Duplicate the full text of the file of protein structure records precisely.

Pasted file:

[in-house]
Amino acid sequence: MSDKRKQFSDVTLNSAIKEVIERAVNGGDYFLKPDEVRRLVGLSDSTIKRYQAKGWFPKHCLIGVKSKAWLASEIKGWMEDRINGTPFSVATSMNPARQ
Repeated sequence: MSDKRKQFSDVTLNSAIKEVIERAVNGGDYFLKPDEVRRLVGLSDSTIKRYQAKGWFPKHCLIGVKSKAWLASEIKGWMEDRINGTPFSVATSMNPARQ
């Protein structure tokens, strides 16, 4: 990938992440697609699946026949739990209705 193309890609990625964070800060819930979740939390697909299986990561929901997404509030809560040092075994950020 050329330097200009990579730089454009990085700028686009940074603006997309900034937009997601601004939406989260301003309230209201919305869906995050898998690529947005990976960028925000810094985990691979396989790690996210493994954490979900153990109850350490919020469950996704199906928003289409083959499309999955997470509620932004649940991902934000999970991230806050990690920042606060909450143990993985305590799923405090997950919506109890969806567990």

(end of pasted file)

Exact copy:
[in-house]
Amino acid sequence: MSDKRKQFSDVTLNSAIKEVIERAVNGGDYFLKPDEVRRLVGLSDSTIKRYQAKGWFPKHCLIGVKSKAWLASEIKGWMEDRINGTPFSVATSMNPARQ
Repeated sequence: MSDKRKQFSDVTLNSAIKEVIERAVNGGDYFLKPDEVRRLVGLSDSTIKRYQAKGWFPKHCLIGVKSKAWLASEIKGWMEDRINGTPFSVATSMNPARQ
């Protein structure tokens, strides 16, 4: 990938992440697609699946026949739990209705 193309890609990625964070800060819930979740939390697909299986990561929901997404509030809560040092075994950020 050329330097200009990579730089454009990085700028686009940074603006997309900034937009997601601004939406989260301003309230209201919305869906995050898998690529947005990976960028925000810094985990691979396989790690996210493994954490979900153990109850350490919020469950996704199906928003289409083959499309999955997470509620932004649940991902934000999970991230806050990690920042606060909450143990993985305590799923405090997950919506109890969806567990």